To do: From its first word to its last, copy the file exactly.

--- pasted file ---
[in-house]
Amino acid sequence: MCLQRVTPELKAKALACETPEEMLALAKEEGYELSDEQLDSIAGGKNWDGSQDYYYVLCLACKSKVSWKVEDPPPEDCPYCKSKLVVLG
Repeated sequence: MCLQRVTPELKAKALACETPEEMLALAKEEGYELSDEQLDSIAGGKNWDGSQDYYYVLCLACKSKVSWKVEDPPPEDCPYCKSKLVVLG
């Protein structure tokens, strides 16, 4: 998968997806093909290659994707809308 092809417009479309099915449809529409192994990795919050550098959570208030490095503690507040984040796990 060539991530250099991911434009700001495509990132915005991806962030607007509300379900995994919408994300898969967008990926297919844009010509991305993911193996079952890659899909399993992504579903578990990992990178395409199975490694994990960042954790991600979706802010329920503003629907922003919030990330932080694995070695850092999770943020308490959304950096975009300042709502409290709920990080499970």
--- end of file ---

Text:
[in-house]
Amino acid sequence: MCLQRVTPELKAKALACETPEEMLALAKEEGYELSDEQLDSIAGGKNWDGSQDYYYVLCLACKSKVSWKVEDPPPEDCPYCKSKLVVLG
Repeated sequence: MCLQRVTPELKAKALACETPEEMLALAKEEGYELSDEQLDSIAGGKNWDGSQDYYYVLCLACKSKVSWKVEDPPPEDCPYCKSKLVVLG
């Protein structure tokens, strides 16, 4: 998968997806093909290659994707809308 092809417009479309099915449809529409192994990795919050550098959570208030490095503690507040984040796990 060539991530250099991911434009700001495509990132915005991806962030607007509300379900995994919408994300898969967008990926297919844009010509991305993911193996079952890659899909399993992504579903578990990992990178395409199975490694994990960042954790991600979706802010329920503003629907922003919030990330932080694995070695850092999770943020308490959304950096975009300042709502409290709920990080499970």